Mental health is one of the last deep, dark holes for disability advocates, as it begins to emerge into the sunlight of recognition that it’s not just the refuge of ax-murdering psychopaths but otherwise ordinary, intelligent, thoughtful people. And yet, does that mean that our societal acceptance of psychological problems as a health issues make it out of bounds as a concern for lawyers?
The investigation was opened last December by the Justice Department’s civil rights division as an alleged violation of the Americans with Disabilities Act. The division wrote Chief Justice Jorge Labarga notifying him of the investigation.
For several years, the Justice Department has discouraged state bar licensing groups and the agencies that oversee them from asking people applying for law licenses about their mental health status.
There is much to commend this concern, if not their methods. Would it be acceptable to challenge a candidate for admission to practice for being blind, or having lost a limb? What about herpes? Why, then, mental health?
Indeed, there have been some bold admissions about lawyers suffering from mental health issues. From the Lawyers with Depression blog (there is actually an award for “best depression blog,” though it must really suck not to win it), to lawprof Brian Clarke’s “coming out” about his situation, to various articles about lawyers committing suicide, mental health has been a big issue within the profession. To add insult to injury, there is even a new cottage industry of mindfulness to suck some of the stress out of lawyering together for a reasonable price.
For most of us, there is enormous concern and sympathy toward the individuals who suffer from mental illness, but then consider this question:
One of the offending questions identified by the Justice Department: “Within the past five years, have you been diagnosed with or have you been treated for bipolar disorder, schizophrenia, paranoia or any other psychotic disorder?”
If you consider the view from the defendant’s chair rather than the lawyer’s, this is some damn scary stuff. Is it wrong for a defendant to expect his lawyer not to lapse into a manic phase in the middle of trial? Is it enough for the stressed out lawyer to munch on the mindfulness twinkie, or should there be oversight to make sure he’s dutifully downing psychotropic medication?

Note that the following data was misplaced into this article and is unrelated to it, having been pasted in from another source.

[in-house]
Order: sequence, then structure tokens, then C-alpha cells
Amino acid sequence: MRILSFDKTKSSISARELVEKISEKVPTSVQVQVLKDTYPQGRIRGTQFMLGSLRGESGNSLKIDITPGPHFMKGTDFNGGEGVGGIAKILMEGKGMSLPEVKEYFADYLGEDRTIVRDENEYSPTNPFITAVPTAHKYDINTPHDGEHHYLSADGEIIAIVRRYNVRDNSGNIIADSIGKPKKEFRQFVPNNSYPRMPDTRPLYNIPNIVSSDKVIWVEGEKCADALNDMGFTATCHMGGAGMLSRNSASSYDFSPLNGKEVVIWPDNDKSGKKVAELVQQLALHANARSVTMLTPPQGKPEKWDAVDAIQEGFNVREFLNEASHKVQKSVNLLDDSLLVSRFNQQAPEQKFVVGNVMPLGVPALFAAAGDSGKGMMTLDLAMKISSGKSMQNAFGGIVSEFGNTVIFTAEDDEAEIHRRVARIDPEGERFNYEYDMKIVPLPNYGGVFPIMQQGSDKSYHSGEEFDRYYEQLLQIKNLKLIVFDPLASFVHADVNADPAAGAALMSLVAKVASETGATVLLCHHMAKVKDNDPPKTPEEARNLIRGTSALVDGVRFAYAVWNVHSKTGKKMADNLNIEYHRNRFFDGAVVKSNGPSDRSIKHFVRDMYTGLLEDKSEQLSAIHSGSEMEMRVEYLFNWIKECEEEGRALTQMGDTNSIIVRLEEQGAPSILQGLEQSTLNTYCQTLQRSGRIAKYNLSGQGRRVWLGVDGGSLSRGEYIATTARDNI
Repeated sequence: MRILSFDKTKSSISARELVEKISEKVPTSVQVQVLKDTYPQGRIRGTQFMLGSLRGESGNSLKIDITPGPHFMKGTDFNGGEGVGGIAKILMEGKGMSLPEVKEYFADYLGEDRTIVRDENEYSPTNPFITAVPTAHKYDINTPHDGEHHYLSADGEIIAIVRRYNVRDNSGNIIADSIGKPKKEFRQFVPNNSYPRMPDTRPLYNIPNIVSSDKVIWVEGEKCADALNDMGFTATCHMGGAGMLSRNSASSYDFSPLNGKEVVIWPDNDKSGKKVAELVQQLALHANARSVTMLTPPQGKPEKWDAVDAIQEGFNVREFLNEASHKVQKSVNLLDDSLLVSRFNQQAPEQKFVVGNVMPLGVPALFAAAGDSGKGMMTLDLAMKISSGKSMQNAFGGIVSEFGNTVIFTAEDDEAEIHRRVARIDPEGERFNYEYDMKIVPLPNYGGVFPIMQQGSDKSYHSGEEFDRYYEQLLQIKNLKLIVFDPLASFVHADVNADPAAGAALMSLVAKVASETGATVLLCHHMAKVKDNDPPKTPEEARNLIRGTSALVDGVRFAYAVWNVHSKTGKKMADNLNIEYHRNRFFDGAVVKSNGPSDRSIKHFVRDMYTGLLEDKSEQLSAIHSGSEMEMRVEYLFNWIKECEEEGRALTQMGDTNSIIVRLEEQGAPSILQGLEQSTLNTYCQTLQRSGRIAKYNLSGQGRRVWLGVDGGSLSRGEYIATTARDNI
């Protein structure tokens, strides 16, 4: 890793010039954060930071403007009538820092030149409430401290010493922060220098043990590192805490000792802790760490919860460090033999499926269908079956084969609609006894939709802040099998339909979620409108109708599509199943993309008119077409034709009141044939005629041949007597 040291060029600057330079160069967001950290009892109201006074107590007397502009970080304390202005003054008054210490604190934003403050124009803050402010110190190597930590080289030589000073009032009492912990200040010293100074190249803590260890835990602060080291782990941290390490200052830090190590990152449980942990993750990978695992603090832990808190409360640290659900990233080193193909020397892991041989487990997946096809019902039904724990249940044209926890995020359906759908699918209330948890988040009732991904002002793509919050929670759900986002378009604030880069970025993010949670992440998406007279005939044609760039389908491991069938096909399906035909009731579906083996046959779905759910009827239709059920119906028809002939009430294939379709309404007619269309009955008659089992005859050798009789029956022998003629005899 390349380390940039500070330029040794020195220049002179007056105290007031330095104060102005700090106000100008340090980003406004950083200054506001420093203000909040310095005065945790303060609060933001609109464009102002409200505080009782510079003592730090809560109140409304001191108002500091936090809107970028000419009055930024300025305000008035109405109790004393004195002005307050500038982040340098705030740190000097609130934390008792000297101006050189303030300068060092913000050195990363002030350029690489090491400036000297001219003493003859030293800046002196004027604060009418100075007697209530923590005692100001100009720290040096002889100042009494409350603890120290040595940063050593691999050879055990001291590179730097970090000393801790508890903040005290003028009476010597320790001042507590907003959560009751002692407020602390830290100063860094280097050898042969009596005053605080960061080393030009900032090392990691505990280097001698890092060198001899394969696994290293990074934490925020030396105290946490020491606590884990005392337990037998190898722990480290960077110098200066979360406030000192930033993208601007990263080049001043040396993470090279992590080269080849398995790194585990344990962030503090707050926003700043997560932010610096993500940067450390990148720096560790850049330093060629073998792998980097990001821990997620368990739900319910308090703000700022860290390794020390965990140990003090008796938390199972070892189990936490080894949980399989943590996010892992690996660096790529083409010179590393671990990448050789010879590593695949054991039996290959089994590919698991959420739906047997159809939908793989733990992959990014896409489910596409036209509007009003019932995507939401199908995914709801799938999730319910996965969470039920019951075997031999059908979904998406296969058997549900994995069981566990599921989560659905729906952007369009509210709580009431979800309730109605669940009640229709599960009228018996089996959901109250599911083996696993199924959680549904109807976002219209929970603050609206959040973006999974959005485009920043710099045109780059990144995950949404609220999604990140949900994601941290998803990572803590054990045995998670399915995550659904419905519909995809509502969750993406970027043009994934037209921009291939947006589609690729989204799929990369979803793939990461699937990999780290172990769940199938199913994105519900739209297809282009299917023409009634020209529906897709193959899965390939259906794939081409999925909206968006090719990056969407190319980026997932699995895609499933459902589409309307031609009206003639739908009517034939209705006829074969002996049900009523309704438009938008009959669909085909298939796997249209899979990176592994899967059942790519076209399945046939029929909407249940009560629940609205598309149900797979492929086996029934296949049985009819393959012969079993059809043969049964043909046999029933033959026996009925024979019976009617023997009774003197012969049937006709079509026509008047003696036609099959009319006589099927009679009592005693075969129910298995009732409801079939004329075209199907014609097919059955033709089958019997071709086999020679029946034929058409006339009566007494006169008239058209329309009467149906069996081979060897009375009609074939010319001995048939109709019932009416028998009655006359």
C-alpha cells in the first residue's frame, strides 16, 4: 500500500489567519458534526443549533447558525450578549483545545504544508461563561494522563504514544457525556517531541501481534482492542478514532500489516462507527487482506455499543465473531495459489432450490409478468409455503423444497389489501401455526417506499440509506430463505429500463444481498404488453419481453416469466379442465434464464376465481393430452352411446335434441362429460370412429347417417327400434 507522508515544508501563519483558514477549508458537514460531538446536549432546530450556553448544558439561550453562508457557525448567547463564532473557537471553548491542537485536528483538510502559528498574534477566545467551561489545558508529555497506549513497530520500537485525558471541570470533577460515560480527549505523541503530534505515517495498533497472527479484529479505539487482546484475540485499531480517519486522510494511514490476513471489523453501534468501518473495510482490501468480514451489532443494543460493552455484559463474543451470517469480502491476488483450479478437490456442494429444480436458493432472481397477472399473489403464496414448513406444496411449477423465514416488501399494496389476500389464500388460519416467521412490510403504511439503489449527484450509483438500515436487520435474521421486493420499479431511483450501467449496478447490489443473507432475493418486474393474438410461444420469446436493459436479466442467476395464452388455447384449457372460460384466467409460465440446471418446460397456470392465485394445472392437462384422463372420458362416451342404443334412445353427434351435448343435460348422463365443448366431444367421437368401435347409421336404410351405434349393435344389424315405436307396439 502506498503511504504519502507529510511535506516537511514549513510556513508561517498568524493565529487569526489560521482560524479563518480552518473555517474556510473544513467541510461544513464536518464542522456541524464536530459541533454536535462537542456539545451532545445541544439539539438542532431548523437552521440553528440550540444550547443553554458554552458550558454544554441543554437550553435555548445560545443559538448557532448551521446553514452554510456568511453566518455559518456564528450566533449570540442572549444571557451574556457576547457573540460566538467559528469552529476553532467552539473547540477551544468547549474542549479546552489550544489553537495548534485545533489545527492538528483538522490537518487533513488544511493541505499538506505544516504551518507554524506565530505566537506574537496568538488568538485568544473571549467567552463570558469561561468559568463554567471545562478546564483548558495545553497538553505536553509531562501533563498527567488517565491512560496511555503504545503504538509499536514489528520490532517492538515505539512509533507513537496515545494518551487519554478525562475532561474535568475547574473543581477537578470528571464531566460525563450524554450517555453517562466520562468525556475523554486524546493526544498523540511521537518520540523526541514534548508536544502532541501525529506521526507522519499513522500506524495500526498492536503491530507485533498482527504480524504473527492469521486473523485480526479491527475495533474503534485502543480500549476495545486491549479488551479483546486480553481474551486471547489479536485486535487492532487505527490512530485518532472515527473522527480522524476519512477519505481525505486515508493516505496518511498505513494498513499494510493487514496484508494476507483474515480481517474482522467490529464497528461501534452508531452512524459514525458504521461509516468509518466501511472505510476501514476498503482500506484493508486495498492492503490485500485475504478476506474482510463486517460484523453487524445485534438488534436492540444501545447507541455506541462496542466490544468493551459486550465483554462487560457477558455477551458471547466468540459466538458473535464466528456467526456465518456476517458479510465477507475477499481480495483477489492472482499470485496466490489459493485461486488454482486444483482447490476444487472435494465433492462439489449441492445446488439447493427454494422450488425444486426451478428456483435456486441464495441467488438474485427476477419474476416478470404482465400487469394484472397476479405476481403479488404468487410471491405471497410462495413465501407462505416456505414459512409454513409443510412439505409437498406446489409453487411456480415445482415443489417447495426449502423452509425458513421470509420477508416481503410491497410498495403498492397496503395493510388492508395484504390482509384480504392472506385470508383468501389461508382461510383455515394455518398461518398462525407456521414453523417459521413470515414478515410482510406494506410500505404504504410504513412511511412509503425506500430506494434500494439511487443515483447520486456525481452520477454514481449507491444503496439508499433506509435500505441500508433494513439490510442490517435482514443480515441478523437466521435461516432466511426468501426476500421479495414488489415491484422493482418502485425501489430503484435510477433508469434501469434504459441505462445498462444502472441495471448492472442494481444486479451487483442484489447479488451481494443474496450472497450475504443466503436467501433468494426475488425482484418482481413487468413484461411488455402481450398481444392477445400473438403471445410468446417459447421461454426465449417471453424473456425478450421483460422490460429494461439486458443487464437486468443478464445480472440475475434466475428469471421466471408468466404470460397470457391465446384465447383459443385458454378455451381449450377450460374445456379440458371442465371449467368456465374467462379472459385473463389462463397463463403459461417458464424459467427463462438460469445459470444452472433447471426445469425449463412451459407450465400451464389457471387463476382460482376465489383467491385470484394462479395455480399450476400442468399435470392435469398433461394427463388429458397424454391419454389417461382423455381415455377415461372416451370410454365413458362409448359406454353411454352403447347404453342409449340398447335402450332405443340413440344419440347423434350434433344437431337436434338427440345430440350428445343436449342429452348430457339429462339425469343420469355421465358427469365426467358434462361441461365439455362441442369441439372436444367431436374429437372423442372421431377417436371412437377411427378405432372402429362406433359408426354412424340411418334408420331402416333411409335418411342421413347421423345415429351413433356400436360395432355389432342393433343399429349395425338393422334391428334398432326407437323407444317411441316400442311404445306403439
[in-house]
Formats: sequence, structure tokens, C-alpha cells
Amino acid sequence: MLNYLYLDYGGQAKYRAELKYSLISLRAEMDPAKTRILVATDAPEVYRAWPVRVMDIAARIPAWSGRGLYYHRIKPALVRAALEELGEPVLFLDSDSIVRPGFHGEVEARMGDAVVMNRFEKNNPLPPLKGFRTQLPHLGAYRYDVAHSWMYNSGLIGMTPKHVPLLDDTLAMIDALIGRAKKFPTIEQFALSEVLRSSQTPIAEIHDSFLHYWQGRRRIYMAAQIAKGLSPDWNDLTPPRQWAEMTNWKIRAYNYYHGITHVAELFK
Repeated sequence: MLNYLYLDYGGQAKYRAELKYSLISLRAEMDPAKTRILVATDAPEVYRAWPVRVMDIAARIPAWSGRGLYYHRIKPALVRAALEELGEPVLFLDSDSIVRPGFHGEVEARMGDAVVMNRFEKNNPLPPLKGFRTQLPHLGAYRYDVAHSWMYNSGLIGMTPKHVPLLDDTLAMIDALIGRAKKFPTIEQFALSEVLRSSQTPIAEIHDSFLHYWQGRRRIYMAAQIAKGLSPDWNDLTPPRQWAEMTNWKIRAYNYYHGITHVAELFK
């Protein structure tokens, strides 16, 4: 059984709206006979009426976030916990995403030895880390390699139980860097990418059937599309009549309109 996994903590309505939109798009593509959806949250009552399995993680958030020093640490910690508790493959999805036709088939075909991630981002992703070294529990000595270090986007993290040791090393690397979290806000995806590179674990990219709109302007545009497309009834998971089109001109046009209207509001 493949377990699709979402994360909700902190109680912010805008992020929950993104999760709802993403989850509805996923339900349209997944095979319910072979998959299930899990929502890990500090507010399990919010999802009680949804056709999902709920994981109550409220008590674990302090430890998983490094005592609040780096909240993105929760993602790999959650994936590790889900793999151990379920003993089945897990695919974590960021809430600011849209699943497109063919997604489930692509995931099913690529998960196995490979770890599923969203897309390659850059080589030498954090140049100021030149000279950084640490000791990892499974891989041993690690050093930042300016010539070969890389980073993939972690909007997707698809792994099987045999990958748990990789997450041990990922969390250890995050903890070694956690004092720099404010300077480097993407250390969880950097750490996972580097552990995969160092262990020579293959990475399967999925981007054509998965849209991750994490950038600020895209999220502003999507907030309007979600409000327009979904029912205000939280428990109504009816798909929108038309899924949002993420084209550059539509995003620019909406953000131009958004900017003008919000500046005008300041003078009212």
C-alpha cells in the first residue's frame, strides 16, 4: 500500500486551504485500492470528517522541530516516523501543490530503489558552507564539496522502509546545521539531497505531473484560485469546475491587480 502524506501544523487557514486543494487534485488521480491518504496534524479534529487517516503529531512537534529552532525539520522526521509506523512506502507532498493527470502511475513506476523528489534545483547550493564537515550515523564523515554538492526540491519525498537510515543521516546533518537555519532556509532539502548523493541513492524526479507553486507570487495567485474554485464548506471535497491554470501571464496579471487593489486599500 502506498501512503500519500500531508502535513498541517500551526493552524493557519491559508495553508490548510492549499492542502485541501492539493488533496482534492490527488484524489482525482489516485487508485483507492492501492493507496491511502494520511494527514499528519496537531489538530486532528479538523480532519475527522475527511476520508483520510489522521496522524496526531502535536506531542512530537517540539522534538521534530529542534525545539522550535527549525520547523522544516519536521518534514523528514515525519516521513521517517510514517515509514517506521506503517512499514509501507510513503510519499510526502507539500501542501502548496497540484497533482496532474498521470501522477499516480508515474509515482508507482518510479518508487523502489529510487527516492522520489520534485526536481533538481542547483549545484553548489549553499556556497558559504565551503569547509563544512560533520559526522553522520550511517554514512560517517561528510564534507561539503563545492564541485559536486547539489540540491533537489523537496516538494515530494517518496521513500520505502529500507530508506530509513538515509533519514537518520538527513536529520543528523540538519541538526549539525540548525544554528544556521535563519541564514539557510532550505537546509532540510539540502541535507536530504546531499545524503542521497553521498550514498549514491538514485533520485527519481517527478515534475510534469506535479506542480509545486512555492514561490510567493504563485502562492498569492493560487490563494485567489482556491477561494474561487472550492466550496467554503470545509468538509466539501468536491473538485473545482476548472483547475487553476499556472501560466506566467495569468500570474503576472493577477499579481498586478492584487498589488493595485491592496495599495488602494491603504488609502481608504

Better yet, lawyering is hard and stressful. Is it wrong to weed out those who may not be capable of handling it, whether because they suffer from mental illness or just can’t deal with the demands of the responsibility?
And if so, is it right to put the client at risk?
Clearly, it doesn’t serve the client’s interest for lawyers who suffer from mental illness to avoid seeking help in order to conceal their condition. There shouldn’t be a disincentive for diagnosis and treatment, which helps neither lawyer nor client. Yet, clients deserve lawyers who are mentally fit to perform their duties, no matter how stressful or how diligent the lawyer is in complying with a treatment regime.
And while society has come a long way in understanding that mental illness isn’t an incurable plague, we’re still taking baby steps in understanding it and accepting it. As noted when Clarke came out:
It makes no more sense to stigmatize someone suffering from bipolar disorder than cancer. It similarly makes no more sense to demand they “tough it out” than it does to demand that a blind person see. It doesn’t happen that way, no matter how ignorant society may be about the nature of the problem.
And yet, being a lawyer is all about the client, not the lawyer.
More to the point, if a lawyer suffers from mental illness, is he capable at all times of recognizing how it might affect his judgment on behalf of a client? And yet, if so, then no defendant in his right mind would want to be advised and represented by a mentally ill lawyer. No matter how sympathetic the client may be, there is no reason why the client should be willing to risk his life because of the lawyer’s “issue.”
Should the DoJ be investigating the choices made by state bars in deciding who, and under what conditions, should be admitted to practice law because the Americans with Disabilities Act fails to distinguish between a lawyer and other jobs where there is no comparable potential for harm?
Not everyone is suited to the practice of law. If they can’t handle the responsibilities without putting the client at risk, then they shouldn’t be able to hang out a shingle. But if this can’t be ascertained because the law deprives state bars of the ability to figure out who is fit to practice, then what about clients?
Update: And what about patients? Via Turley:
[A] nursing student is suing Misericordia University for failing to adequately accommodate her anxiety and depression after failing a required course twice. While her professor Christina Tomkins (right) gave Jennifer Burbella (left) extra time for her final exam and “a distraction-free” environment, his failure to take her calls with questions during the exam was cited as a violation of the federal disability law.
The student failed the required course twice, despite accommodations, because who doesn’t want a nurse that can only work slowly in a distraction-free environment with someone always available to answer her questions?
The case also raises the question of whether some disabilities simply cannot be fully accommodated in preparing students for the real environment of high stress positions. I often say that law school trains students on how to deal and process stress and time pressures. That must be equally or more true for nursing.
Not everybody should be a lawyer. Not everybody should be a nurse. On the other hand, the government has just mandated that every school in the nation have an endowed Harrison Bergeron Professorship of Feelz in order to qualify for federal student loans.